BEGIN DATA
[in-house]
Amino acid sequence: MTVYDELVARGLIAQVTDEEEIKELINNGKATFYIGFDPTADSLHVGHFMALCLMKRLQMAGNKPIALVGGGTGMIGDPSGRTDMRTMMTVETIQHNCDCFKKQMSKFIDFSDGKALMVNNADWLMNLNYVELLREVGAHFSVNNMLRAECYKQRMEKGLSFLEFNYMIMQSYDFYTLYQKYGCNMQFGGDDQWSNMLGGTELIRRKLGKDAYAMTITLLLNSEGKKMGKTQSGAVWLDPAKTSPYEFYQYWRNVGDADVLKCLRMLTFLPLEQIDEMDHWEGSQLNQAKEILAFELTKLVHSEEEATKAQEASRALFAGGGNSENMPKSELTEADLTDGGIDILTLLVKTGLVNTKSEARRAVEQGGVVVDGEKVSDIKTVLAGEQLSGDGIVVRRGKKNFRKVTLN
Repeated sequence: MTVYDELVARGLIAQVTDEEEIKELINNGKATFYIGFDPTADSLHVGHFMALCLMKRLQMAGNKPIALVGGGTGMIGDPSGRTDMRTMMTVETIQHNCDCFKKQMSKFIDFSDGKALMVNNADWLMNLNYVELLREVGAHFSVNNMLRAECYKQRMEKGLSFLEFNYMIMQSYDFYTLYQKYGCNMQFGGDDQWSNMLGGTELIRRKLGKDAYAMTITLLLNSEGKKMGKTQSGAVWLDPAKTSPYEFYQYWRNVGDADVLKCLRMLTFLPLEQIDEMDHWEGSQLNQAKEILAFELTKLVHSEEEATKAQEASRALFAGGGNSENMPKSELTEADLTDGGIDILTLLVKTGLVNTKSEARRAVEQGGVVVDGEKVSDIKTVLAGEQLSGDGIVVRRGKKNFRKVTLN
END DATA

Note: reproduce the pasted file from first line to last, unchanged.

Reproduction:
[in-house]
Amino acid sequence: MTVYDELVARGLIAQVTDEEEIKELINNGKATFYIGFDPTADSLHVGHFMALCLMKRLQMAGNKPIALVGGGTGMIGDPSGRTDMRTMMTVETIQHNCDCFKKQMSKFIDFSDGKALMVNNADWLMNLNYVELLREVGAHFSVNNMLRAECYKQRMEKGLSFLEFNYMIMQSYDFYTLYQKYGCNMQFGGDDQWSNMLGGTELIRRKLGKDAYAMTITLLLNSEGKKMGKTQSGAVWLDPAKTSPYEFYQYWRNVGDADVLKCLRMLTFLPLEQIDEMDHWEGSQLNQAKEILAFELTKLVHSEEEATKAQEASRALFAGGGNSENMPKSELTEADLTDGGIDILTLLVKTGLVNTKSEARRAVEQGGVVVDGEKVSDIKTVLAGEQLSGDGIVVRRGKKNFRKVTLN
Repeated sequence: MTVYDELVARGLIAQVTDEEEIKELINNGKATFYIGFDPTADSLHVGHFMALCLMKRLQMAGNKPIALVGGGTGMIGDPSGRTDMRTMMTVETIQHNCDCFKKQMSKFIDFSDGKALMVNNADWLMNLNYVELLREVGAHFSVNNMLRAECYKQRMEKGLSFLEFNYMIMQSYDFYTLYQKYGCNMQFGGDDQWSNMLGGTELIRRKLGKDAYAMTITLLLNSEGKKMGKTQSGAVWLDPAKTSPYEFYQYWRNVGDADVLKCLRMLTFLPLEQIDEMDHWEGSQLNQAKEILAFELTKLVHSEEEATKAQEASRALFAGGGNSENMPKSELTEADLTDGGIDILTLLVKTGLVNTKSEARRAVEQGGVVVDGEKVSDIKTVLAGEQLSGDGIVVRRGKKNFRKVTLN